One of the most exciting aspects of the book was his childhood and those relationships with his mother and Harry Power (Russell Crowe). They were critical. And so many interpretations of Ned Kelly before have been about him as an adult. I’m interested in those figures that come into your life and shape you for good or bad when you’re a kid.
That’s why we cast George MacKay, as well. He captured that feeling of this being a guy who was changing and evolving through his environment and the people around him, as opposed to something innately built in him to want to kill. And I’ve never, ever believed that people are born bad. I’m really curious and interested in what leads to violent actions. Who are the people around those figures during those formative times of their lives? It’s something I keep coming back to.
Shaun has definitely written about that in his own work, it’s something we gravitate to a lot. So that’s in a lot of the childhood section, and we knew we then wanted to time jump into him being a man and then this kind of ironclad monster in the third chapter. So we knew we’d have these three chapters in how we show his life.
My understanding of Ned Kelly is that in Australia he’s something different to everyone. Some see him as a killer outlaw and some see him as a hero. I get the impression that a lot of how you read his story is how you read yourself in it.
Yeah, definitely. Especially now, people are like, “Is he a cop killer? Is he a Robin Hood figure? Is he someone we want to associate ourselves with?” But we have an awkward relationship with him. We don’t mind putting him in Sydney’s Olympic games. We don’t mind having his face everywhere. There are three artifacts from him. There’s a mask made of his face made after his death, a green sash he got as a kid, and his armor. They’re in museums, but we don’t fully understand who he was and how we feel about him.
That’s what was so exciting about the book. There was an emotional truth to it. There was something familiar about the point of view there that I just got. Before, there were people making a judgment about his life and trying to give an explanation of why he was the way he was. Peter’s book was from the inside out. It was the first time I read something where I could hear Ned’s voice and I could understand his frustrations, his pain, his ambition. That was really unique and different. In a weird way, even though it’s fictitious, it felt more real than anything that came before it.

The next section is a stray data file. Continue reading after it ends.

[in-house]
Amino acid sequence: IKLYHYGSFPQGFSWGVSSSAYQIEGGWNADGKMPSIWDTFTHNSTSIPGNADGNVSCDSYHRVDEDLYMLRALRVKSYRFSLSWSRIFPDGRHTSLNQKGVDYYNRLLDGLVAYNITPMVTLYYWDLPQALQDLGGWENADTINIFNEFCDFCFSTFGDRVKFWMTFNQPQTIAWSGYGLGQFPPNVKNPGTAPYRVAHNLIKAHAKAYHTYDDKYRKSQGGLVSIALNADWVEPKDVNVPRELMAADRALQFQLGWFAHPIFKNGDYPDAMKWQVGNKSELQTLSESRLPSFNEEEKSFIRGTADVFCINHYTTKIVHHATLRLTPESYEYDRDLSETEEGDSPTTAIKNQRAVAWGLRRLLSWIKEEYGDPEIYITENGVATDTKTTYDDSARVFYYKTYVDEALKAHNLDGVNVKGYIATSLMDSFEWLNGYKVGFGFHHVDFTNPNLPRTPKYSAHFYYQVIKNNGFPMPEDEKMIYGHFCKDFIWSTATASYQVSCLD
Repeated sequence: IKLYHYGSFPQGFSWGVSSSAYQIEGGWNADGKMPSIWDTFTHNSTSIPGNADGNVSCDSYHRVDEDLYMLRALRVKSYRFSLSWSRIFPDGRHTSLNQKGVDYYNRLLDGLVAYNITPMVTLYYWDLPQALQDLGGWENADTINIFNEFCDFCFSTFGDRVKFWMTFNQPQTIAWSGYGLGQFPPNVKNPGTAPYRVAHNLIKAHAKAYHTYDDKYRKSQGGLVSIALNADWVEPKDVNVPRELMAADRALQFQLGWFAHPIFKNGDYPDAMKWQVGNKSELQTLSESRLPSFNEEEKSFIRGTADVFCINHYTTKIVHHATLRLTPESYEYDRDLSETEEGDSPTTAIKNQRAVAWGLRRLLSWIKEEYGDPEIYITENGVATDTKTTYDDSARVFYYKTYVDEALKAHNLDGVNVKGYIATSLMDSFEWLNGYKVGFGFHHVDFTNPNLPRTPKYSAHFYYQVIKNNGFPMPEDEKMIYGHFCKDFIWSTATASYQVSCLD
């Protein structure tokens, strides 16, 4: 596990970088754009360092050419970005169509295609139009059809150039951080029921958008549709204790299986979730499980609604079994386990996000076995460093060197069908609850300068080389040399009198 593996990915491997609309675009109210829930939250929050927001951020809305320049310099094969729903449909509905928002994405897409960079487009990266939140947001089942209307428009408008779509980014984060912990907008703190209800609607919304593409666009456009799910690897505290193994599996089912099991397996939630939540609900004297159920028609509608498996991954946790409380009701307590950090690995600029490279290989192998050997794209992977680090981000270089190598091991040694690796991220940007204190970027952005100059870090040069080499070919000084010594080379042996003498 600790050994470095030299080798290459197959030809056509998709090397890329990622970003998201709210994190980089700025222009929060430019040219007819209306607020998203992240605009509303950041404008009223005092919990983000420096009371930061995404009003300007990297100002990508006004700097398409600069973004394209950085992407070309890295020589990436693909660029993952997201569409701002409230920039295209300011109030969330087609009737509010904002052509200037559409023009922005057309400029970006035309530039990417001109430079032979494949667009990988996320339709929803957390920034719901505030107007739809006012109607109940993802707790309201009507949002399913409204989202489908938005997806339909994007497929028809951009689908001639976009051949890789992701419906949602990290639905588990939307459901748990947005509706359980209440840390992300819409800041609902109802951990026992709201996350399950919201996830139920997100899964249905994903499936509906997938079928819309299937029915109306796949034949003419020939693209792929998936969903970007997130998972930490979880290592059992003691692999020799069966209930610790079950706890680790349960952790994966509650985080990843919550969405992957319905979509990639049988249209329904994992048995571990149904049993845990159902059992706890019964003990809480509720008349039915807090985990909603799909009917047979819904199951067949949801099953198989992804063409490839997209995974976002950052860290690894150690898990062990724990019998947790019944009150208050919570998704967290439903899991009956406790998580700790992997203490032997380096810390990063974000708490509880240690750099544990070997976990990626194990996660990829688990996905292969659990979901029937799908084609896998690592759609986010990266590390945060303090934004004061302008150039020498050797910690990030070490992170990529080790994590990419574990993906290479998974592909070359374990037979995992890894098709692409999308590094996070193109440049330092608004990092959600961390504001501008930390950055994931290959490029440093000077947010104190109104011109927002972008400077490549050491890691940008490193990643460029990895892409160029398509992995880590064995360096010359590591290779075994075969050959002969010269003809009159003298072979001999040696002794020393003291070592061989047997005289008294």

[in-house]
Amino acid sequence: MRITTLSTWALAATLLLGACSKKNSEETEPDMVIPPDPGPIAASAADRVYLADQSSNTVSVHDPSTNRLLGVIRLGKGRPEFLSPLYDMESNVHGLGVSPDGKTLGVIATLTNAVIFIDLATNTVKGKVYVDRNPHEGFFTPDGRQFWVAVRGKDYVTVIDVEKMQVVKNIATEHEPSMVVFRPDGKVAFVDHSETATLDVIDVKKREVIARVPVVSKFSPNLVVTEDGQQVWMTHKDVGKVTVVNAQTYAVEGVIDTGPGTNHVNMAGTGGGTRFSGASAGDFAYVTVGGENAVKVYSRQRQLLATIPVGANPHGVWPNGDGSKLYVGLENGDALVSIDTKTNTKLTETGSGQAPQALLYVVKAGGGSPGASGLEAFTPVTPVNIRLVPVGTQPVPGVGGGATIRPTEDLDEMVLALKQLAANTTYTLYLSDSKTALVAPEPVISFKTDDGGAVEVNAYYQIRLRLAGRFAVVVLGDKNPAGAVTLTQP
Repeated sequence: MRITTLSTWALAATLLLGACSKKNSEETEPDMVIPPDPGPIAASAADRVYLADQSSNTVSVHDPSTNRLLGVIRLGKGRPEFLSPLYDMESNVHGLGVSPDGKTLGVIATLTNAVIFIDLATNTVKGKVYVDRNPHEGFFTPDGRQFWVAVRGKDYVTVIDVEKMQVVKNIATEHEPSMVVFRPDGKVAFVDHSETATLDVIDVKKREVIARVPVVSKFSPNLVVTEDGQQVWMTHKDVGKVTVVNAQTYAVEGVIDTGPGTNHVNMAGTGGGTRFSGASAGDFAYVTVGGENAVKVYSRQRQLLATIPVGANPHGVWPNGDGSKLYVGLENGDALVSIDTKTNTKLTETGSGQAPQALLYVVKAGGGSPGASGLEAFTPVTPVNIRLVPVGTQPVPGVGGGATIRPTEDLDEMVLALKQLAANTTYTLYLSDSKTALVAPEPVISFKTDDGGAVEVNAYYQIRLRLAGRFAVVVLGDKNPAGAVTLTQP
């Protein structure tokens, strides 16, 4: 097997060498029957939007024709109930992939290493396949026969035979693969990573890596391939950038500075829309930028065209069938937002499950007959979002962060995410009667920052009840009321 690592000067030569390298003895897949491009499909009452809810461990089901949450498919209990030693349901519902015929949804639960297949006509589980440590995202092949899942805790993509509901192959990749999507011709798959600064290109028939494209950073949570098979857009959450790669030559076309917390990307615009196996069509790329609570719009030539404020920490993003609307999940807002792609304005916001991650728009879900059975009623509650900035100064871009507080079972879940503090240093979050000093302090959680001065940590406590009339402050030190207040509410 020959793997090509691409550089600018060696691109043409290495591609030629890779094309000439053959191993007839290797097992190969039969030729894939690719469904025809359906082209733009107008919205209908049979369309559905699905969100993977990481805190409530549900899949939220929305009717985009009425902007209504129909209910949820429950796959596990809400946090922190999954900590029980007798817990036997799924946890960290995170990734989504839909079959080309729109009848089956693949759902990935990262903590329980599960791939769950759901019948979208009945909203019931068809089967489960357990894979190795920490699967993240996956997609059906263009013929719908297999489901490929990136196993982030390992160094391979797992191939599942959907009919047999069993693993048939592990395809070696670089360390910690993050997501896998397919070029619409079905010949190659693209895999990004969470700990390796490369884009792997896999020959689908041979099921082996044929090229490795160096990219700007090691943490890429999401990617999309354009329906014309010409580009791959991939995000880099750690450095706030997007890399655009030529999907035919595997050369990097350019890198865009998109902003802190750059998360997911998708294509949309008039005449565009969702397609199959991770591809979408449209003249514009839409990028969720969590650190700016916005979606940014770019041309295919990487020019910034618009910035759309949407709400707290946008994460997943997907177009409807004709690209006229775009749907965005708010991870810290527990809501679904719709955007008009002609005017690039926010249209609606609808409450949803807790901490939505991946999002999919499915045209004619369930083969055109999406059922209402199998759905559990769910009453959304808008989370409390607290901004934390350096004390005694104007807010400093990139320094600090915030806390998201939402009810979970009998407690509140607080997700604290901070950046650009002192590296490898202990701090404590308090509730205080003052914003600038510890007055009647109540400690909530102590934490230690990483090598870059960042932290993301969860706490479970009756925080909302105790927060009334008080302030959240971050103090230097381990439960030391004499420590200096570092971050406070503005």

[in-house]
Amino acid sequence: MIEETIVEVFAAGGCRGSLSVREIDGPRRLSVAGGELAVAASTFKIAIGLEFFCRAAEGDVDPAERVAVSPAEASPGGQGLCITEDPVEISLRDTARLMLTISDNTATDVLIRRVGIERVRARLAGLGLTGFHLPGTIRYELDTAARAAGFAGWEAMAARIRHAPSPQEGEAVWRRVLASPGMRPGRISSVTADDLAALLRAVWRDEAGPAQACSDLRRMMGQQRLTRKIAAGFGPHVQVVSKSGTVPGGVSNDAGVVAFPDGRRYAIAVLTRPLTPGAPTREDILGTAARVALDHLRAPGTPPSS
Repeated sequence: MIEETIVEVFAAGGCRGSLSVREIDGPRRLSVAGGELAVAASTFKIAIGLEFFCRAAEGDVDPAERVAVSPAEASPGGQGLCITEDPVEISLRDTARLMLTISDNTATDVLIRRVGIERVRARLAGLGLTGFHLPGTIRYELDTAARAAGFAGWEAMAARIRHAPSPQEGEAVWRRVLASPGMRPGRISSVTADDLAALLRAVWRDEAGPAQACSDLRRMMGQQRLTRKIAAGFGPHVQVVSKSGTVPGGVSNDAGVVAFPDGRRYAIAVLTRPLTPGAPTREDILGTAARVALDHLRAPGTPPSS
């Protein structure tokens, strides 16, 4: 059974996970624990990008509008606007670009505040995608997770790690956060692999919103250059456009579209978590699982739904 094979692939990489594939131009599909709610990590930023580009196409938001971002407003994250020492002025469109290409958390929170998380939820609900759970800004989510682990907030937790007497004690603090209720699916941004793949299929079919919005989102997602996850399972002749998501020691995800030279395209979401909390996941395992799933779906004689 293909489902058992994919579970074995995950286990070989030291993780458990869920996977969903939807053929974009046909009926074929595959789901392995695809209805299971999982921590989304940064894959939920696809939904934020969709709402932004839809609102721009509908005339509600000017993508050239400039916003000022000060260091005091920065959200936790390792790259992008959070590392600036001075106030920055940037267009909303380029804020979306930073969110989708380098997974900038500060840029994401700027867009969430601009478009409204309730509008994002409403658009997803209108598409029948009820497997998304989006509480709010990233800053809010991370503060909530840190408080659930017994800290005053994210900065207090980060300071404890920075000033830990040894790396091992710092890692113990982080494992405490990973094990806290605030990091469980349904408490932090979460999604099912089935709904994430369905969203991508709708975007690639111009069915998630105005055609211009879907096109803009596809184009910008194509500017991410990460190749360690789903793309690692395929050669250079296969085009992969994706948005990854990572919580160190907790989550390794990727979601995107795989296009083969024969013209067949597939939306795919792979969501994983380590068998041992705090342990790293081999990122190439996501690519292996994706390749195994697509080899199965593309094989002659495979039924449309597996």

I also want to talk about the filmmaking process. I’m going to out my ignorance here as a Canadian who’s never been to Australia, but I found the way you captured the landscape in this film to be so different to how I’m used to seeing the country depicted. The imagery of the trees in the wilderness really stands out to me; it feels jagged and abrasive. There’s a distinct coldness here. How did you approach these locations in the film?
Yeah, I wanted to stay away from the cliche of Australia. What’s fascinating about Kelly country is that’s it’s very wet and kind of Gothic, very atmospheric. At times when I was doing Macbeth, it actually reminded me of that. This side of Australia rarely gets on screen. We picked an area where fires had happened, not the recent fires, but previously. So, we were able to find incredibly scarred landscapes. The trees obviously hadn’t grown back their foliage, and it really was like coming out of a Tim Burton film. We were really fortunate to find this landscape that I knew people hadn’t really seen before in Australia. It would be new for overseas audiences and would fit the psychology of Ned.
With Ned as a character here, I have to ask about George MacKay, who just disappears into the role so perfectly. What was the process of casting and working with him?
His father’s Australian, so even though he grew up in the UK, he has a strong connection here. He worked with an amazing voice coach and put in a lot of work. He spent a year here before we started shooting getting physically prepared for the role. And of course, he’s hungry; he loves acting, he lives and breathes it. Some actors are in it for other reasons, but George is absolutely in it for the craft of acting. That’s exciting to be around and I knew that was going to be important in the movie.
You can see the result of Justin Kurzel and George MacKay bringing Ned Kelly to life on VOD platforms, digital, and at select drive-in theaters on April 24th.